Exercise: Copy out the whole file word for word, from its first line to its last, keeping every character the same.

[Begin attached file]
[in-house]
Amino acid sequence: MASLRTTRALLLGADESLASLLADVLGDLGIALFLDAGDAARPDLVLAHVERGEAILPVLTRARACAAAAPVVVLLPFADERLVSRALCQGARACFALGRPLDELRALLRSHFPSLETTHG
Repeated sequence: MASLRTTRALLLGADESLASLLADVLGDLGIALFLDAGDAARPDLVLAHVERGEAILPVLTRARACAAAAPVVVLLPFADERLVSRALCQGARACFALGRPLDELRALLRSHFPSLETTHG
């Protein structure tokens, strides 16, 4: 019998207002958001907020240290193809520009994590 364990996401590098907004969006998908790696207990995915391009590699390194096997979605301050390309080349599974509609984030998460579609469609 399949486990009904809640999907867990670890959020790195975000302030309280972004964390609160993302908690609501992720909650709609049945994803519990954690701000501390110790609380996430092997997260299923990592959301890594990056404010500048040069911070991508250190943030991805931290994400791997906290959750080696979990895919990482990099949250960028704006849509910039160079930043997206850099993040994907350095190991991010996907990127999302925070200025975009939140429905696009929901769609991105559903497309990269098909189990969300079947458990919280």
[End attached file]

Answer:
[in-house]
Amino acid sequence: MASLRTTRALLLGADESLASLLADVLGDLGIALFLDAGDAARPDLVLAHVERGEAILPVLTRARACAAAAPVVVLLPFADERLVSRALCQGARACFALGRPLDELRALLRSHFPSLETTHG
Repeated sequence: MASLRTTRALLLGADESLASLLADVLGDLGIALFLDAGDAARPDLVLAHVERGEAILPVLTRARACAAAAPVVVLLPFADERLVSRALCQGARACFALGRPLDELRALLRSHFPSLETTHG
């Protein structure tokens, strides 16, 4: 019998207002958001907020240290193809520009994590 364990996401590098907004969006998908790696207990995915391009590699390194096997979605301050390309080349599974509609984030998460579609469609 399949486990009904809640999907867990670890959020790195975000302030309280972004964390609160993302908690609501992720909650709609049945994803519990954690701000501390110790609380996430092997997260299923990592959301890594990056404010500048040069911070991508250190943030991805931290994400791997906290959750080696979990895919990482990099949250960028704006849509910039160079930043997206850099993040994907350095190991991010996907990127999302925070200025975009939140429905696009929901769609991105559903497309990269098909189990969300079947458990919280």